Previously the GSCDD collected 600 email addresses, and multiple entities made public records requests specifically to get their hands on the email list – which they used to send messages to the residents who were on the list.

As you can imagine, those people weren’t too impressed.

The Supervisors discussed ways around the disclosure laws, but Gateway’s lawyer Anthony Pires Jr. was adamant that any emails collected by the GSCDD would be a public record.

We have an idea.

Our solution is for the GSCDD to work with a private company that can be trusted with people’s email addresses, and can be trusted not to spam the residents.

Like us, for example.

We operate two email lists. One for people who hunger for Gateway news, and one for people who hunger for restaurant deliveries. Both lists are opt-in, and we pay for professional list management and hosting – therefore all legalities and required disclosures are included with each email we send.

And, actually … we have a third email list that is Gateway-centric. One provided to us by the GSCDD itself.

Did you sign the petition to save the Royal Palm trees? Did you include your email address? If you did, we have it. We asked for a copy of the petition to see if a particular Supervisor signed it. When the GSCDD turned over the petition (which they were required to do) we immediately noticed that the document, to our surprise, contained email addresses.

So that proves the Supervisors’ concerns are warranted. Email addresses obtained by the district can be passed on to third parties.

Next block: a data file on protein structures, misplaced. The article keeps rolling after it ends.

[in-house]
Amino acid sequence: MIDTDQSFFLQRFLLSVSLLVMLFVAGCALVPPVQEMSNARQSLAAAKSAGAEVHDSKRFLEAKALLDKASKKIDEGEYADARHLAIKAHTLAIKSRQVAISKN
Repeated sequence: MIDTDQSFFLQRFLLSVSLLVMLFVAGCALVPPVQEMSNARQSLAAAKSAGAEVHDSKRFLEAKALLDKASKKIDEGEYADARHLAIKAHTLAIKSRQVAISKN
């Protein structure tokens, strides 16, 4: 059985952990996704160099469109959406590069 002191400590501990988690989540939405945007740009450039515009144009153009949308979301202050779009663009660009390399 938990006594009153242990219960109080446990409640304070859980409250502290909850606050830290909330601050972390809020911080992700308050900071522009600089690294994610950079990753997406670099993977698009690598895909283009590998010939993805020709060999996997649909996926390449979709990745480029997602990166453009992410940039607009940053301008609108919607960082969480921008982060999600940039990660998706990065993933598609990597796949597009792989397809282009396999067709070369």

Do we have experience operating email lists as a professional company? Yes.

So has anyone in Gateway (or anywhere) ever received a single piece of spam from us? No. Of course not.

But that raises a point. What if a private company hosted the list on the GSCDD’s behalf? A private organization would not have to turn over its email list.

Someone could spend all day demanding the Gateway Sun’s or Florida Food Runner’s email list from us. We have no obligation to turn it over whatsoever. Therefore, we could also host a list specifically for GSCDD matters, and nobody could compel us to turn the list over to them.

When the GSCDD has news, they pass it on to us and we pass it on to everyone the list.

Now, if you asked the Supervisors, they’ll tell you that littoral plants are more popular with them than we are. They’d never work with us. But they can work with a different third party organization and achieve the same result: an email list that doesn’t have to be disclosed to the public.

So if the district ever wants to collect your email addresses, and they don’t work with a third party to protect your privacy, then the Sun will join that list on your behalf – and we’ll create a list of our own as a public service. It will be free to join, you won’t have to worry about spammers, and we’ll pay to have the list professionally managed.

Best of all, we won’t have to turn it over to anyone that asks.

Problem solved.

Editor of the Gateway Sun and owner of restaurant delivery service Florida Food Runner.

Leave a Reply

  • (not be published)